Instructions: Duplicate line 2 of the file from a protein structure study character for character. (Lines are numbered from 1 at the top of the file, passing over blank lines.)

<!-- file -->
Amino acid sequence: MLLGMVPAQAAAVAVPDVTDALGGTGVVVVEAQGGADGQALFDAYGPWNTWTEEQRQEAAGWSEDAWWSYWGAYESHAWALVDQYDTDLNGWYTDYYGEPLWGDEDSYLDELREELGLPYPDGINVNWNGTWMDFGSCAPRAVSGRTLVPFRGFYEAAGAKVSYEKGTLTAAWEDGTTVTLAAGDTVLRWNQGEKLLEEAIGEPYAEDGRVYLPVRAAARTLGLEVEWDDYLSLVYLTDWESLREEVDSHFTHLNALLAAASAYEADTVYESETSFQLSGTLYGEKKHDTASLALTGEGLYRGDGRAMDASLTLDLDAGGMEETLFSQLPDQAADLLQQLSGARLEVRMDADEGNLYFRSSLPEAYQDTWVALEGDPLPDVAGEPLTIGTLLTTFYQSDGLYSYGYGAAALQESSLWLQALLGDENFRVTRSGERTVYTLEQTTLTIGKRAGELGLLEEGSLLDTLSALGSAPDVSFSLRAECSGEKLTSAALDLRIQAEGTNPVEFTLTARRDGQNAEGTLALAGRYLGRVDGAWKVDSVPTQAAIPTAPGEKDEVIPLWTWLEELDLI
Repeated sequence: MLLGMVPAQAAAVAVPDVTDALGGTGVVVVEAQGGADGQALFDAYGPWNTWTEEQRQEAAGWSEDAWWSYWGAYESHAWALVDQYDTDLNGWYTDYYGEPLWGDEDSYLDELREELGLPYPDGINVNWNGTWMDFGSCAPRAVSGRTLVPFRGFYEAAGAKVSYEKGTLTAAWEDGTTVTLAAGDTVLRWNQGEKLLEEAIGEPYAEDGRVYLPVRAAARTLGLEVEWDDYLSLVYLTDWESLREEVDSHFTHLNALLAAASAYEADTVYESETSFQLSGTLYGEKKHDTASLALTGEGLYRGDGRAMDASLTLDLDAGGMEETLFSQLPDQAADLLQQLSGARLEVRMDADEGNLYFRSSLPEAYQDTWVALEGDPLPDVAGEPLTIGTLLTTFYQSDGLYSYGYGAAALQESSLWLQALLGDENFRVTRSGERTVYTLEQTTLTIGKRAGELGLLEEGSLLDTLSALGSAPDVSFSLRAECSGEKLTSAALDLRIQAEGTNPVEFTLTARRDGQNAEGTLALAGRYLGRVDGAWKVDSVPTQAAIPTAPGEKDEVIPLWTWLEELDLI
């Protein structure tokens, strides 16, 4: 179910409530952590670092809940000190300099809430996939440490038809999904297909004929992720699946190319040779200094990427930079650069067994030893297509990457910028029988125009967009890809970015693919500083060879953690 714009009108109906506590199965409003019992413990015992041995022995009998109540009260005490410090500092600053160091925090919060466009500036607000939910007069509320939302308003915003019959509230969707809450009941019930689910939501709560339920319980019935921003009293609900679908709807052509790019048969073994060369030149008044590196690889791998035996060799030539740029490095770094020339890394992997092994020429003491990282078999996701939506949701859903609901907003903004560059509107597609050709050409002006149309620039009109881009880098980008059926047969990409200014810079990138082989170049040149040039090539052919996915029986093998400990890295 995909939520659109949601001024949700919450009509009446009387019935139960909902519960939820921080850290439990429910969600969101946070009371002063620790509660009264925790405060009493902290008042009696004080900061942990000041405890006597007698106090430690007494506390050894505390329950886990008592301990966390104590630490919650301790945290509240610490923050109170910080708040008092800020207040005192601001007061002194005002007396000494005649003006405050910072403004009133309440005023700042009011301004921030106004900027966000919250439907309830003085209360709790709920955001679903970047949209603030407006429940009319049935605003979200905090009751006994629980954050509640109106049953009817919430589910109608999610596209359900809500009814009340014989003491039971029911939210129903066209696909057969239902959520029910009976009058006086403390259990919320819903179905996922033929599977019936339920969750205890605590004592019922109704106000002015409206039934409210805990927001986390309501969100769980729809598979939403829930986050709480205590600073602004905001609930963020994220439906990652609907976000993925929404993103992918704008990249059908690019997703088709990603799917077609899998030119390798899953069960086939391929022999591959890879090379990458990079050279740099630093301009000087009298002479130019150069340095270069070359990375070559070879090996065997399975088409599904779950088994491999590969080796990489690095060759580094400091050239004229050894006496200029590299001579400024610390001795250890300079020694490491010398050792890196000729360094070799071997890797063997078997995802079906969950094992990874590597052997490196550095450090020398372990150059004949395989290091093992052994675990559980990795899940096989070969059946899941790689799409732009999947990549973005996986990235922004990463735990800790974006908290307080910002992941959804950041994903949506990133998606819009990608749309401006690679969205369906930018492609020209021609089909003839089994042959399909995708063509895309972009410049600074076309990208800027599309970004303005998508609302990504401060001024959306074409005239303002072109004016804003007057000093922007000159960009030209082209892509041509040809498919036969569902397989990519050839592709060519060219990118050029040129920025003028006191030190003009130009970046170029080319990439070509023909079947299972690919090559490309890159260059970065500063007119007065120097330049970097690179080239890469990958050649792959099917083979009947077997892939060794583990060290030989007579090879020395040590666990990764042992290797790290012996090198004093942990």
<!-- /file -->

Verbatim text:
Repeated sequence: MLLGMVPAQAAAVAVPDVTDALGGTGVVVVEAQGGADGQALFDAYGPWNTWTEEQRQEAAGWSEDAWWSYWGAYESHAWALVDQYDTDLNGWYTDYYGEPLWGDEDSYLDELREELGLPYPDGINVNWNGTWMDFGSCAPRAVSGRTLVPFRGFYEAAGAKVSYEKGTLTAAWEDGTTVTLAAGDTVLRWNQGEKLLEEAIGEPYAEDGRVYLPVRAAARTLGLEVEWDDYLSLVYLTDWESLREEVDSHFTHLNALLAAASAYEADTVYESETSFQLSGTLYGEKKHDTASLALTGEGLYRGDGRAMDASLTLDLDAGGMEETLFSQLPDQAADLLQQLSGARLEVRMDADEGNLYFRSSLPEAYQDTWVALEGDPLPDVAGEPLTIGTLLTTFYQSDGLYSYGYGAAALQESSLWLQALLGDENFRVTRSGERTVYTLEQTTLTIGKRAGELGLLEEGSLLDTLSALGSAPDVSFSLRAECSGEKLTSAALDLRIQAEGTNPVEFTLTARRDGQNAEGTLALAGRYLGRVDGAWKVDSVPTQAAIPTAPGEKDEVIPLWTWLEELDLI